Kingsnorth is dead, long live Nuclear

Drax coal-fired power station in North Yorkshire: a Victorian relic
Drax coal-fired power station in North Yorkshire (Flickr user: Jonobass)

Great news today for eco warriors everywhere – E.ON have pushed back their plans for the Kingsnorth coal-fired power plant by three years. As a result, the project will not be completed until 2016, if at all. The German electricity company cite the state of the economic market as their reason, but they are callous not to acknowledge the impact of Green protest groups such as Greenpeace and Climate Camp.

Kingsnorth has long been seen as a symbol of backward-thinking policy, and this delay will be celebrated as a huge victory, mainly because it makes the project all the less likely to ever be completed. If E.ON think the conditions for building a coal-fired power station are bad now, then enthusiasm for burning fossil fuels is unlikely to improve in seven years time as we approach peak oil. For Green activists, this should be seen as evidence that protesting and lobbying does work and can make an impact on multi-national corporations, just don’t expect them to admit that you’ve won.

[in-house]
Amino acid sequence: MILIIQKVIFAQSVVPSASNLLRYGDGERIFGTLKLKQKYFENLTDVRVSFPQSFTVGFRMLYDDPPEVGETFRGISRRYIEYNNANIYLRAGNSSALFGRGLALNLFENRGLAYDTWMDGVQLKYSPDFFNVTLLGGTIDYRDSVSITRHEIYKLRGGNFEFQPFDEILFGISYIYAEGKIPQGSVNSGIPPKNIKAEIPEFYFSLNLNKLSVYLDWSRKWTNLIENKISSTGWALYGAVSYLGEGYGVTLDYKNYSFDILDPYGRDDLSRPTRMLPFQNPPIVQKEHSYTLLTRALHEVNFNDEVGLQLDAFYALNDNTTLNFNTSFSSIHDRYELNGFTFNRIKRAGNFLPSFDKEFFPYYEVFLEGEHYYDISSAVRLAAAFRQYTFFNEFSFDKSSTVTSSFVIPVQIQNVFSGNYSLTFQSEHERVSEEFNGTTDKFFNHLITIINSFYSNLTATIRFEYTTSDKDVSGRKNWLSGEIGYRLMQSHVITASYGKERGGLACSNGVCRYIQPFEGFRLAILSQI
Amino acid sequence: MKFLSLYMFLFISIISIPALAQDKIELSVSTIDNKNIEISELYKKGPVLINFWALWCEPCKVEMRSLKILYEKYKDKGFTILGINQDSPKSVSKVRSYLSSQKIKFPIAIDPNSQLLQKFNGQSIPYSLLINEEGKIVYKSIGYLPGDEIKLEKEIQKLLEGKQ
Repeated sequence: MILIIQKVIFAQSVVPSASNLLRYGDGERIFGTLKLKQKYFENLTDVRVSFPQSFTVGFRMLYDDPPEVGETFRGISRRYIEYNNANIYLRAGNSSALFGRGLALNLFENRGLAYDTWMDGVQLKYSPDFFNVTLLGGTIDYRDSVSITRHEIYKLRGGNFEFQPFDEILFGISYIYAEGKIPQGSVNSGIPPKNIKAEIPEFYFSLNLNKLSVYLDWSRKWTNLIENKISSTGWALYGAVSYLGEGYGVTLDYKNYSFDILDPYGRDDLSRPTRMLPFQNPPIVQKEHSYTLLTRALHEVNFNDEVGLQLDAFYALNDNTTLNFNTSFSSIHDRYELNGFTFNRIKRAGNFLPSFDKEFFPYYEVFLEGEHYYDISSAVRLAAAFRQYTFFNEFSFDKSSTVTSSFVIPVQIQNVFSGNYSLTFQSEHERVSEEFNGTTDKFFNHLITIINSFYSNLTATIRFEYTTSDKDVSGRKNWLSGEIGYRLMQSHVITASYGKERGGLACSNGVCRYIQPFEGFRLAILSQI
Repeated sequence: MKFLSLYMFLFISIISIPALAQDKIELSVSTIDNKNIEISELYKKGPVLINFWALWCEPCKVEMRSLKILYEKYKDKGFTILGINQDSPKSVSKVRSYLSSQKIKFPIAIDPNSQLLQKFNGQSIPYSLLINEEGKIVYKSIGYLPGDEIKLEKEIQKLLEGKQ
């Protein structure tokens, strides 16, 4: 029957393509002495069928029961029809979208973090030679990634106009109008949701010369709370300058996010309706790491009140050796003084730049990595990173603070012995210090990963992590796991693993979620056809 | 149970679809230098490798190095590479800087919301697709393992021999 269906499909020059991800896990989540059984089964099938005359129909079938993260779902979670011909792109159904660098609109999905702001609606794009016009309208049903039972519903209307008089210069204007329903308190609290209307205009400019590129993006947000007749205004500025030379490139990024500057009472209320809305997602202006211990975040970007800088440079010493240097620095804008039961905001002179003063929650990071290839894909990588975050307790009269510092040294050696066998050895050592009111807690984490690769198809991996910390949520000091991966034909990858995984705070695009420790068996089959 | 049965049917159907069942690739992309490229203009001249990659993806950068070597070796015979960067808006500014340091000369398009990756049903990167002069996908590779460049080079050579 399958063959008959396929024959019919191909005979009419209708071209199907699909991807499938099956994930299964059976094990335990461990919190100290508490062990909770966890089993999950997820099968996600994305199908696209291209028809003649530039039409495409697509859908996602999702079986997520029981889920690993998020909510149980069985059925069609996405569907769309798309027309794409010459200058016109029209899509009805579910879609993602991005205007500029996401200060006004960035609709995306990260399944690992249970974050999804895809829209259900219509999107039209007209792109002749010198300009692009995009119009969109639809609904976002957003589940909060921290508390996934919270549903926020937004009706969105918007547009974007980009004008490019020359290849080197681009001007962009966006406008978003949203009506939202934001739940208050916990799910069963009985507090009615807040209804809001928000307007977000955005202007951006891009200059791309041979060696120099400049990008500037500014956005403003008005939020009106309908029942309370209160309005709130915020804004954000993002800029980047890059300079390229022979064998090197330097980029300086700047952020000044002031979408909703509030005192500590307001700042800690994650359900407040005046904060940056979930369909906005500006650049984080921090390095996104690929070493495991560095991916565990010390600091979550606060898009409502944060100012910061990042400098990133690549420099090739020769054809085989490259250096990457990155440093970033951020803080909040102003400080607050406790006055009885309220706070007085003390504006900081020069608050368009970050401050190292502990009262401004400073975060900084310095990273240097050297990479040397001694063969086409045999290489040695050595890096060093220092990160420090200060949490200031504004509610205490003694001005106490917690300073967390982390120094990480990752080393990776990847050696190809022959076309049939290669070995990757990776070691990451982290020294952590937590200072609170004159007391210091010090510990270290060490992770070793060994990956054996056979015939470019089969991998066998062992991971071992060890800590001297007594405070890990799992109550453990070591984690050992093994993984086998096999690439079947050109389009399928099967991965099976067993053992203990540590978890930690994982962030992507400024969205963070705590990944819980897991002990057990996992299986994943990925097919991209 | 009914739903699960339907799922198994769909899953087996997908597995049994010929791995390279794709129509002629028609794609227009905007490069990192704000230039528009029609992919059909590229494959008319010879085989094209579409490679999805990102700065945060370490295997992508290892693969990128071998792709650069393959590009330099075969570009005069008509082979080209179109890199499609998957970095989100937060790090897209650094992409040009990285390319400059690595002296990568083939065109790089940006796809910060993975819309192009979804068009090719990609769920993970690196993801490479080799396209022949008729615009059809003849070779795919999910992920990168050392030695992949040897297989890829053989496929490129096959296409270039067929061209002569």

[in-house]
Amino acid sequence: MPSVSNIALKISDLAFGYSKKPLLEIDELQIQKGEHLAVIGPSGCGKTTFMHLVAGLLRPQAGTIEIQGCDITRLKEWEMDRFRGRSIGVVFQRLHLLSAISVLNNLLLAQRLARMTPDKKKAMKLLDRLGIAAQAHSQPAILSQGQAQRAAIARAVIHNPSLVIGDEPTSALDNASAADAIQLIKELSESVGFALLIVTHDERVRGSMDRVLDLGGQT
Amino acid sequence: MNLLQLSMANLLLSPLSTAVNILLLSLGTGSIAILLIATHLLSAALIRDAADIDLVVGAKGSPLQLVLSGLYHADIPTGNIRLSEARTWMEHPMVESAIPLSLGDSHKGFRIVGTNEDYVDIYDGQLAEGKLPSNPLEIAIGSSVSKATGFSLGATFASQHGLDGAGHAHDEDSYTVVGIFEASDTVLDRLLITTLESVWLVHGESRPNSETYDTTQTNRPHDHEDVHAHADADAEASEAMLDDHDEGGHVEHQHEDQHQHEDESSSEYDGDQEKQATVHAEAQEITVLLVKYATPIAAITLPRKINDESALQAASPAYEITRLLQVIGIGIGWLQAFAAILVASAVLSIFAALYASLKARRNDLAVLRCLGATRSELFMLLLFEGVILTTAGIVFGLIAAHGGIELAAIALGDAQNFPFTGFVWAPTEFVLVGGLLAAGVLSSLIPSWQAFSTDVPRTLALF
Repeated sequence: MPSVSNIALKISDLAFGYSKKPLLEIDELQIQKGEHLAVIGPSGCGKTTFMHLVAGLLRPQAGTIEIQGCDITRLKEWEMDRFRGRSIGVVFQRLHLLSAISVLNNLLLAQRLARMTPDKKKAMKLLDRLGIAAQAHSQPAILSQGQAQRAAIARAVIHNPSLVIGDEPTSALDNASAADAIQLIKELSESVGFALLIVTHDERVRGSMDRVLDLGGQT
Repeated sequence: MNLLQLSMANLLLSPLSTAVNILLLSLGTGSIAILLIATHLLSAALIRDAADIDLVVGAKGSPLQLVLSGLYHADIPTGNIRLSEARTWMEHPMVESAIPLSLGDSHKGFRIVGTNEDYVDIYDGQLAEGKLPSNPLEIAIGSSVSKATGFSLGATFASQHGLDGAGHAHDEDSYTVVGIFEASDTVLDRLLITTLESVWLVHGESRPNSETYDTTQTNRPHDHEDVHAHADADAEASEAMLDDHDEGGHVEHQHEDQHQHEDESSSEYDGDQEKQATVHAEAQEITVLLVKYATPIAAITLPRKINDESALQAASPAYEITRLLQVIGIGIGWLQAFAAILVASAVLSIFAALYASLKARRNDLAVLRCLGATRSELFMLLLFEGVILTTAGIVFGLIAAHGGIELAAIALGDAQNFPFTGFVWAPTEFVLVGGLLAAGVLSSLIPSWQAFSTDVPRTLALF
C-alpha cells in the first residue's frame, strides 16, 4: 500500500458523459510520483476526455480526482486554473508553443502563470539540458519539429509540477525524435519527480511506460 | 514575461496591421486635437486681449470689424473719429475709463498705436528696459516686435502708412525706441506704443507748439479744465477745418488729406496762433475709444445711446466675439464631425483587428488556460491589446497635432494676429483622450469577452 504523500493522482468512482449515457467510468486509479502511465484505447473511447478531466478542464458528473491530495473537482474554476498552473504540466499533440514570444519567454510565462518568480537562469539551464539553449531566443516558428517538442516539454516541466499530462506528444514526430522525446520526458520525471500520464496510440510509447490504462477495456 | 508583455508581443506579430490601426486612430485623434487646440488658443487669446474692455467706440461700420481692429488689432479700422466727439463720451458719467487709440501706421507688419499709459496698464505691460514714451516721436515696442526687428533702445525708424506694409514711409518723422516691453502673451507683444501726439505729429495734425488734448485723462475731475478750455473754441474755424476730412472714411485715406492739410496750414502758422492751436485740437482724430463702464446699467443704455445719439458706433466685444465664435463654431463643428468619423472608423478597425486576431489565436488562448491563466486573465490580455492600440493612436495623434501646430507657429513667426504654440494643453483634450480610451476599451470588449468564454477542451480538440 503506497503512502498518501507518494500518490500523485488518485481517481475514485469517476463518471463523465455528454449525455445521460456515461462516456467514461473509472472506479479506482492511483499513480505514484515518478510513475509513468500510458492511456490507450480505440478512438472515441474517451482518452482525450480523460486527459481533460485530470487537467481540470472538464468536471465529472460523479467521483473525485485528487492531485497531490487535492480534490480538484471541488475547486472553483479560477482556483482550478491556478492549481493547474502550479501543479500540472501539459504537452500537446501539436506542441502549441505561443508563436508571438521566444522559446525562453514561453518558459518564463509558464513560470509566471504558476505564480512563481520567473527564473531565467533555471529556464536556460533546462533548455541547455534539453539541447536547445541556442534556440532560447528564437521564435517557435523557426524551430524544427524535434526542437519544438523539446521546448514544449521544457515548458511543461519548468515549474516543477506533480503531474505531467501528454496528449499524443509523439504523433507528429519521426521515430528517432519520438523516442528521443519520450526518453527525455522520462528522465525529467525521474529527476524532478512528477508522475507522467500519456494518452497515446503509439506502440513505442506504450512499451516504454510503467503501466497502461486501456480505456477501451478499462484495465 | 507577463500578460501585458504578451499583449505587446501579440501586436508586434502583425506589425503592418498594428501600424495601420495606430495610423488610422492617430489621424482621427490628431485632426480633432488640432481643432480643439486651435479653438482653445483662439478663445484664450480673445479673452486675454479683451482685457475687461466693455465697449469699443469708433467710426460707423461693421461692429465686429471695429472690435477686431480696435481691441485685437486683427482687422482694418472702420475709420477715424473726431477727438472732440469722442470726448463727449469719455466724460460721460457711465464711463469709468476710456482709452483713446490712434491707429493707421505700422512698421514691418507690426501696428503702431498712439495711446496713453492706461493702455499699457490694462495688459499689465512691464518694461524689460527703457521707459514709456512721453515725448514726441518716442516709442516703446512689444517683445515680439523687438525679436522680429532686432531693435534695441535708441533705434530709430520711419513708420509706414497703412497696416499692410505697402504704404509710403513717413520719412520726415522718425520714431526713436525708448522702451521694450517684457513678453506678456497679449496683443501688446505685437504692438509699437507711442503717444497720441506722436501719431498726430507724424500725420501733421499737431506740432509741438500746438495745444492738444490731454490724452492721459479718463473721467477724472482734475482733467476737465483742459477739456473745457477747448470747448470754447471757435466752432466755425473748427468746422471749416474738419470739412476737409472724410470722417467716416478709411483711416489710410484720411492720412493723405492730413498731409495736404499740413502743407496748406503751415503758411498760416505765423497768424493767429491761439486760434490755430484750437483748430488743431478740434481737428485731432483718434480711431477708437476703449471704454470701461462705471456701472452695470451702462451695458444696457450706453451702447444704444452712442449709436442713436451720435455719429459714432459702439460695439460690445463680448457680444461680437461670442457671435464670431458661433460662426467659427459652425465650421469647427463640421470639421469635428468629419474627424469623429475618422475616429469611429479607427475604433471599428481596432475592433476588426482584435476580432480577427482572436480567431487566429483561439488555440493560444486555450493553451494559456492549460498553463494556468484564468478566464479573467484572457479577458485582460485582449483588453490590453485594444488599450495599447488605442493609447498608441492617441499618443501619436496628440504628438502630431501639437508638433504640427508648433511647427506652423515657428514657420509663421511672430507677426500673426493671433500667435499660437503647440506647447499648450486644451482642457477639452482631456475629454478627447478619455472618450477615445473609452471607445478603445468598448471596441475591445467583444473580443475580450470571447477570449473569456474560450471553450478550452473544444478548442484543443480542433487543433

Many will be sceptical of the impact that Greenpeace and Climate Camp have had and claim that global economic factors play a much larger role  in these decisions. Even if this is true, it should still provide encouragement for environmental protesters. Recent predictions suggest that the recession has resulted in a 3% global reduction of greenhouse gases. There has never been a better time to drive home the point that there are cheap, workable and cleaner ways of producing electricity. The time and effort spent on Kingsnorth could have been much better spent researching alternatives. E.ON claims to be leading the charge in developing Nuclear power to tackle the global threat of climate change (their words, not mine), now they need to put their money where their mouth is and give up on Kingsnorth for good. Coal is dead and should be resigned to the Victorian age.